But how can you move beyond the low hanging fruit?
- Get a ladder – Sometimes you need to go where the fruit is. Meet with people, get out there, network, shake hands, kiss babies, be known.
- Don’t pick one side of the tree – Fruit grows all over the tree. Remember that there are companies, associations, foundations, wealthy private donors, and online fund raising functions. Get all the way around the funding tree.
- Don’t forget to care for your trees all year – Care and feeding is crucial to ensure there’s a good harvest each year. Feed them, fertilize them, prune them, try to keep pests away.
This post was written by non-profit consultant and grant writing expert, Derek Link.
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Tuesday, March 16, 2010
Grant writing is not.....a scavenger hunt. The readers should not have to hunt through your narrative to find the key features of your project design. It should be well-organized and clear.
Grant writing is not.....creative writing. If you have been reading this blog or listening to any of our Tips from the Grant Goddess shows on BlogTalkRadio you know that I often talk about the creative side of grant writing; however, that is different than creative writing. Grant writing is based on providing the information the funder wants. Don't make the mistake of saying whatever you want to say, regardless of what has been asked.
Grant writing is not.....the same for all funding sources. I run into people all the time who say, "Yeah, I'm a grant writer, too." Upon further conversation, I learn that he has written a few small foundation grants, sometimes successfully. Recently, a potential client chose to go with another writer who had lots of experience with small private grants, but almost no experience with large federal proposals, and absolutely no experience with the particular program in question. As the deadline approached, the client learned the hard way that there are different kinds of grant writing.
Grant writing is not.....all about you. The writer should be invisible so the message can take center stage. This is not the time to impress the reader with your education or your ability to spin a fancy yarn. Remember this...if the reader is thinking about how good your writing is (or isn't), he's not focused on your message, and that's not good.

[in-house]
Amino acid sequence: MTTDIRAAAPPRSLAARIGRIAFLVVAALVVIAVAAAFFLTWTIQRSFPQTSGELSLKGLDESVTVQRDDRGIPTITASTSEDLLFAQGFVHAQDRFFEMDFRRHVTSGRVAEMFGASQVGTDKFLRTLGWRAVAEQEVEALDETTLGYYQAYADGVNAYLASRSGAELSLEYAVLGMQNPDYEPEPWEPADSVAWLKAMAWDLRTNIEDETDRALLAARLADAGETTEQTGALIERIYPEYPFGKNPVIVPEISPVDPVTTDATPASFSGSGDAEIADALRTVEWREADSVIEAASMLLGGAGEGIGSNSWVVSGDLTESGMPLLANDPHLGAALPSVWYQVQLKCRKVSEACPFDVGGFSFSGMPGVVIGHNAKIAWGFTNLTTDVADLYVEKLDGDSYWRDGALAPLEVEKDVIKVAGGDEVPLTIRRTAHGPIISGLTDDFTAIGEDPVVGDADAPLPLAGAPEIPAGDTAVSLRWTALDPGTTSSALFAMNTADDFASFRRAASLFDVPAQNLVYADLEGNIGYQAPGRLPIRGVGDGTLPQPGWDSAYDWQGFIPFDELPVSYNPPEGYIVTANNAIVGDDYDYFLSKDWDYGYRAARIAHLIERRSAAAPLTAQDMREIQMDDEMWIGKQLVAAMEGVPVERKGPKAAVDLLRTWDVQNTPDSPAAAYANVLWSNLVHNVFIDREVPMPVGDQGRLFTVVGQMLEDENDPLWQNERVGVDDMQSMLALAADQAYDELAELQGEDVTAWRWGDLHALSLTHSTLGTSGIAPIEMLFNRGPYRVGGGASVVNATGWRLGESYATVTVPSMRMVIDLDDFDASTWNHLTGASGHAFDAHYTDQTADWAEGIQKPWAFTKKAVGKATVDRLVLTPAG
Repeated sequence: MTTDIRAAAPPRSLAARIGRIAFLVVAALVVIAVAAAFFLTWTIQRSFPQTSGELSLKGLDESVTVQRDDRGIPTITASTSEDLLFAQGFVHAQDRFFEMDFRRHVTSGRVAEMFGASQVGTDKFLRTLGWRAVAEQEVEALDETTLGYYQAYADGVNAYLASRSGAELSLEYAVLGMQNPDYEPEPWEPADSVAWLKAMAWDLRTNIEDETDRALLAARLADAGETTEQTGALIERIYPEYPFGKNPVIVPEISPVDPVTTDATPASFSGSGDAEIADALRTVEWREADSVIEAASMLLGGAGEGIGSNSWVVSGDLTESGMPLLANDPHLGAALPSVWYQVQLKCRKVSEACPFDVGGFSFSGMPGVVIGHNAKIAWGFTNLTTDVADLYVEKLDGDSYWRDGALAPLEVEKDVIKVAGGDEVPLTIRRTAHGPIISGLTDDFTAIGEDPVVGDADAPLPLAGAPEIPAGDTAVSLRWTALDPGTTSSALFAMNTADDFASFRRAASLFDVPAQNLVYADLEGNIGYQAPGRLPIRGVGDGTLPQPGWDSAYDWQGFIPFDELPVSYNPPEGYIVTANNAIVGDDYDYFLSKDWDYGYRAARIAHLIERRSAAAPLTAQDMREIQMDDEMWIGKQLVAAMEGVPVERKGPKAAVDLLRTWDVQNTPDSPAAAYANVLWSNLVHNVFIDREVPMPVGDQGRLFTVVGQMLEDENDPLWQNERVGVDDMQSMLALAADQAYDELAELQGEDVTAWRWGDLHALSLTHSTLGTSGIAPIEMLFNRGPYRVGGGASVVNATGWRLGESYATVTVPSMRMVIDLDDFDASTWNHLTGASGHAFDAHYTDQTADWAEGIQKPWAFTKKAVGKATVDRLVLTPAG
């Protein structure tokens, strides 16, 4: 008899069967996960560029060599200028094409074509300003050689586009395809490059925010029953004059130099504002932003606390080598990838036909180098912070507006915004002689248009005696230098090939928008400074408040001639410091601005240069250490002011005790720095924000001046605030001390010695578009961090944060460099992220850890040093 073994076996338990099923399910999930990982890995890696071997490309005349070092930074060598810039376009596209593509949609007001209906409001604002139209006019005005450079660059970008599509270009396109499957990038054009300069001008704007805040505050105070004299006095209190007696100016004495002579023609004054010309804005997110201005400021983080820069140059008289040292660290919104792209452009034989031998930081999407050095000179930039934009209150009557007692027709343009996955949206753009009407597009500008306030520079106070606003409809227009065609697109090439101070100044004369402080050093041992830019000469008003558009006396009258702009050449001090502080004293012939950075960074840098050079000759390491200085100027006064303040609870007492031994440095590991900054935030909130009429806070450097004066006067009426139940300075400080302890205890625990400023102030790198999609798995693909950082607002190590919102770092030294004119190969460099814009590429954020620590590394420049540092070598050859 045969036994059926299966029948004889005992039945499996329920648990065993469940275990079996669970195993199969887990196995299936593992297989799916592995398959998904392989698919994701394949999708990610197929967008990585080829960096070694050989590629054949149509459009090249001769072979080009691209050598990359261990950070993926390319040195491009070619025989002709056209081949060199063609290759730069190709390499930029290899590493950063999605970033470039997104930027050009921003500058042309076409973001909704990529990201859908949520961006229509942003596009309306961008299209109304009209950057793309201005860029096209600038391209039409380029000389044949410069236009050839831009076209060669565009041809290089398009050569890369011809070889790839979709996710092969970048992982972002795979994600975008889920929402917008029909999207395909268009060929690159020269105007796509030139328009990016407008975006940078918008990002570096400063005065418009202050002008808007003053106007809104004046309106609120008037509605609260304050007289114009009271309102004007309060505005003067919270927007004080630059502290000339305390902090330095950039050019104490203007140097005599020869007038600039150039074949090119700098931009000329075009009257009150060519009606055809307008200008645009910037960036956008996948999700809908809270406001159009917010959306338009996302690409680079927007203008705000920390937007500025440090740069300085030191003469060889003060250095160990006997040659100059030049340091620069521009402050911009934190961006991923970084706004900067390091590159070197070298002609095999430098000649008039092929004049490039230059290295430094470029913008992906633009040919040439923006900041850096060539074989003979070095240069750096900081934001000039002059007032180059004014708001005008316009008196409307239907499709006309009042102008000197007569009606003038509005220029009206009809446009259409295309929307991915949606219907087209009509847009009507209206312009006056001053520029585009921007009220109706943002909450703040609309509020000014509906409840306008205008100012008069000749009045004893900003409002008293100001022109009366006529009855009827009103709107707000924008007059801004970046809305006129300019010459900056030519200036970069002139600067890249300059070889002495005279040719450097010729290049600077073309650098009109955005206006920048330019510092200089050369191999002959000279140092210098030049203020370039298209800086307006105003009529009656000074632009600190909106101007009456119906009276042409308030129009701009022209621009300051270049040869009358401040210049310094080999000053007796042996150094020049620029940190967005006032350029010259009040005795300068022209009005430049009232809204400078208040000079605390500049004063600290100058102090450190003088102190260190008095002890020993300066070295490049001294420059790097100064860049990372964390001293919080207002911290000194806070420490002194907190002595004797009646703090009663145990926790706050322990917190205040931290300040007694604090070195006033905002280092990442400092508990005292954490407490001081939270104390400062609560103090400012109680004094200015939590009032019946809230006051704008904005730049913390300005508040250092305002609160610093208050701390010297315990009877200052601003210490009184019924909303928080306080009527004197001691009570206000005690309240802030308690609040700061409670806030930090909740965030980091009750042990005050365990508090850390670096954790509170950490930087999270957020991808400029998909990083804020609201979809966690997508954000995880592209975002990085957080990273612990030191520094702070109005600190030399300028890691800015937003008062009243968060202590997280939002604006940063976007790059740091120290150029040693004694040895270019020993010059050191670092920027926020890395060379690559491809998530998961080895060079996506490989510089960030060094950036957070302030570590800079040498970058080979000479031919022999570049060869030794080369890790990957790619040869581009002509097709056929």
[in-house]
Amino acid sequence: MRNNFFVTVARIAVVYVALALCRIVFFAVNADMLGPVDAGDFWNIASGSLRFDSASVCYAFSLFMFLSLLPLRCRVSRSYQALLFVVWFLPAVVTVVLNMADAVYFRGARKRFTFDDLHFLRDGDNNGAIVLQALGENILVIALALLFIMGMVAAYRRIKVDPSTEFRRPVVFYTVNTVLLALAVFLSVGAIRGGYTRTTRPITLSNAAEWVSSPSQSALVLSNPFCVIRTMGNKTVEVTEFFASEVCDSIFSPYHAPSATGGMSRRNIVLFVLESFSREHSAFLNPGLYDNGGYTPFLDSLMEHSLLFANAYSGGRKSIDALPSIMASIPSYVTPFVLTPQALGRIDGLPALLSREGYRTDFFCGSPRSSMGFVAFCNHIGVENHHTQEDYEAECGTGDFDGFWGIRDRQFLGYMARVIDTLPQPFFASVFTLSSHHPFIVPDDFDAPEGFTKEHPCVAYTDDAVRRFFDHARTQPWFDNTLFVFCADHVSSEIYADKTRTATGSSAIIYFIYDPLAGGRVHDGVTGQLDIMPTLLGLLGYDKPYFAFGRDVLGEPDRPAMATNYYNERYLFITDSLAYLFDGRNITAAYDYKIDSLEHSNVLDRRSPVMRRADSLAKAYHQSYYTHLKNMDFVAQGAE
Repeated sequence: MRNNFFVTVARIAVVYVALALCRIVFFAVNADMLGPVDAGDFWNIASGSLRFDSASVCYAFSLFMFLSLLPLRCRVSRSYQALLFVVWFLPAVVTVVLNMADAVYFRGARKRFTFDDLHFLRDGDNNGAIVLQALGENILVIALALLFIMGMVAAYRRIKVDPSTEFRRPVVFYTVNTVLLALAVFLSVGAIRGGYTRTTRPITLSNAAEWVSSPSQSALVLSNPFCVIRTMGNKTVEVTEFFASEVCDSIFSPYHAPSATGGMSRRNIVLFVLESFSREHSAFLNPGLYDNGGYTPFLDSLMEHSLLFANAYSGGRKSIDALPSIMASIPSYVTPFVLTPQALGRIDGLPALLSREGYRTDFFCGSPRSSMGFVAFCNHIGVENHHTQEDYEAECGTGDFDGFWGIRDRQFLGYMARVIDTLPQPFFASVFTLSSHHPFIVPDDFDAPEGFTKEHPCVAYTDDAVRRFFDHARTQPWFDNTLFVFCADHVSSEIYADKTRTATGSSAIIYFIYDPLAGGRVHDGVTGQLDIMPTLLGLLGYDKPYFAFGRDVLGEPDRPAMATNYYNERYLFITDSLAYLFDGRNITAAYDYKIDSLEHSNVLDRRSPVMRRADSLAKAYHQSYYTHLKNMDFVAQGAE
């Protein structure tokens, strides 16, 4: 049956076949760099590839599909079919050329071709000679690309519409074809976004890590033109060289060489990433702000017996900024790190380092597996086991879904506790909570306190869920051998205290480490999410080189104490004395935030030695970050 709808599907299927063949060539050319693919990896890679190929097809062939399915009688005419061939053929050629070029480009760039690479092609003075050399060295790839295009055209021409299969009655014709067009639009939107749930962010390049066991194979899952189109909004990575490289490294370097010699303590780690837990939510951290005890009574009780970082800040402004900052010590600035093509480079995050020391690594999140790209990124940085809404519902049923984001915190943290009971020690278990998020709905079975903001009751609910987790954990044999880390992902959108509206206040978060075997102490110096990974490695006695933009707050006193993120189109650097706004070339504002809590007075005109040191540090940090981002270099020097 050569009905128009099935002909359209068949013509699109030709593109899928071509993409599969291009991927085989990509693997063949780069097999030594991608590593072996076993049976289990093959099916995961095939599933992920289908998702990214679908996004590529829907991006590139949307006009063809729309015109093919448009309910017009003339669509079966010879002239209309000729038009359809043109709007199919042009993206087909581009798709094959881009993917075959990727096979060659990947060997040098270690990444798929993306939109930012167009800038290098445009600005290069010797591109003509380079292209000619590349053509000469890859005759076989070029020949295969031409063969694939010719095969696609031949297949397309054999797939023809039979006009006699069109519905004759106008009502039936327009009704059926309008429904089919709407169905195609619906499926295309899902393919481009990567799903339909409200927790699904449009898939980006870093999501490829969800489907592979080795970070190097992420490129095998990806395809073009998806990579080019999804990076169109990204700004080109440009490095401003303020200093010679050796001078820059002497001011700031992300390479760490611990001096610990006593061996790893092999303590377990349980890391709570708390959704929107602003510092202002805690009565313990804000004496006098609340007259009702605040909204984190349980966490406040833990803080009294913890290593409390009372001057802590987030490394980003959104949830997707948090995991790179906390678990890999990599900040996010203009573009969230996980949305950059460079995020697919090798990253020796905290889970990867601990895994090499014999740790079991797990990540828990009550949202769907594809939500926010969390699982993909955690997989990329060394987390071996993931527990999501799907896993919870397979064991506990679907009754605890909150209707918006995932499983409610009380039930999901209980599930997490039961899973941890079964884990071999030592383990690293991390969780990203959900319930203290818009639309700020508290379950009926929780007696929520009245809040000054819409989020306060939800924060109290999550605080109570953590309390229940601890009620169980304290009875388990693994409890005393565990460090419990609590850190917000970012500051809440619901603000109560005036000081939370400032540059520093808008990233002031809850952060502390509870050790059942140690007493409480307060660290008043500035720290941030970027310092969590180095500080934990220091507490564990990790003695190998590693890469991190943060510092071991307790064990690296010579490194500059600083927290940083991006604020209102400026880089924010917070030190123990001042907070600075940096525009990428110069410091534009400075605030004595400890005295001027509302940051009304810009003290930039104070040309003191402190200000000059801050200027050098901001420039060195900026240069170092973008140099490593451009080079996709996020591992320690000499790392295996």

Related posts and articles:
Working with a Grant Writer: You Get What You Pay For
Do I Really Need a Grant Writer?
Is Grant Writing Success Really Just About Luck?
Monday, March 15, 2010
I have read many grant evaluation plans. Most do a decent job of describing what data will be collected and how/when it will be collected. The majority also discuss how the data will be used for program improvement purposes. But when it comes to talking about how the data will be analyzed (one of the scoring criteria in most government grants, and many private ones, too), that's when most grant writers fall apart.
There isn't enough time here to discuss all of the detail you need to know regarding data analysis (hmmm....do I sense a series coming on?), but let's start with three basic concepts in analyzing the data that you should address.
Data Collection - Like I said, most people cover this pretty well in their evaluation plans. You need to include what data you will be collecting, how you will collect it, when you will collect it, and who will collect it. If new instruments (surveys, etc.) are going to be developed, you'll need to describe that process, too. Think through the whole process from developing or acquiring the instruments through getting the data into your computer for analysis. Yes, I did say, "into your computer for analysis." The days of tallying surveys by hand on paper are over. Accept it.